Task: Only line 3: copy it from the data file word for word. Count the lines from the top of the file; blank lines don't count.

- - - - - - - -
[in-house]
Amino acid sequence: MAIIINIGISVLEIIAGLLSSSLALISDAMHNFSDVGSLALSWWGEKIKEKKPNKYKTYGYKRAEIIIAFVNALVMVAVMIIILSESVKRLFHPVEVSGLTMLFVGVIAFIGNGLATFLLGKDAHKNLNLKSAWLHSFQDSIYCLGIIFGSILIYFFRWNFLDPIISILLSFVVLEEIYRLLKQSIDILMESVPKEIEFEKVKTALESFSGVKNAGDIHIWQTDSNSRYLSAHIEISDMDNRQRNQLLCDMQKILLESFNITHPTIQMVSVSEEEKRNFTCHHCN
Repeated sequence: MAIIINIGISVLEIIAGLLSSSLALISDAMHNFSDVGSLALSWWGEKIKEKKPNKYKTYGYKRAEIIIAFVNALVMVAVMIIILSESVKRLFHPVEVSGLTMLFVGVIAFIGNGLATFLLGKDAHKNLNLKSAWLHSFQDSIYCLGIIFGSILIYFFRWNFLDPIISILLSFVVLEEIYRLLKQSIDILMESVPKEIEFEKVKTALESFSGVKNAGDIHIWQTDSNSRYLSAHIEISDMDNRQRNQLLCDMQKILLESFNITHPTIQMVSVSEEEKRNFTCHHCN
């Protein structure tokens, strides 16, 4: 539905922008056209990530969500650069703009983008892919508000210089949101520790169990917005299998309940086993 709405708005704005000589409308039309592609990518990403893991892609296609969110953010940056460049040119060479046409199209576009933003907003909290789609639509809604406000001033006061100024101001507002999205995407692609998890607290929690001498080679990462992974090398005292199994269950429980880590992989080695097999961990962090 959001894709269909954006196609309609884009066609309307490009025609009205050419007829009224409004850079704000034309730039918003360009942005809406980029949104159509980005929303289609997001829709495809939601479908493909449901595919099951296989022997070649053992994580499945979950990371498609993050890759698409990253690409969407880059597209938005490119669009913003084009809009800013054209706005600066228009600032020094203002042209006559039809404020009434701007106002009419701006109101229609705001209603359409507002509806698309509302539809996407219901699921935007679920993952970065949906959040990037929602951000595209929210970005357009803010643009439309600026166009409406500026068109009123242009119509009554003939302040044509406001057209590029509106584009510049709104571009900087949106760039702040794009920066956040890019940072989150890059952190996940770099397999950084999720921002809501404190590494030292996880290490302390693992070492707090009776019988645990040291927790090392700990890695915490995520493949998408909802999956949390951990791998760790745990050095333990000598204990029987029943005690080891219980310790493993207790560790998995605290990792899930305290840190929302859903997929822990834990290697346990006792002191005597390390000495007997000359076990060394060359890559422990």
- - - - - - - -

Repeated sequence: MAIIINIGISVLEIIAGLLSSSLALISDAMHNFSDVGSLALSWWGEKIKEKKPNKYKTYGYKRAEIIIAFVNALVMVAVMIIILSESVKRLFHPVEVSGLTMLFVGVIAFIGNGLATFLLGKDAHKNLNLKSAWLHSFQDSIYCLGIIFGSILIYFFRWNFLDPIISILLSFVVLEEIYRLLKQSIDILMESVPKEIEFEKVKTALESFSGVKNAGDIHIWQTDSNSRYLSAHIEISDMDNRQRNQLLCDMQKILLESFNITHPTIQMVSVSEEEKRNFTCHHCN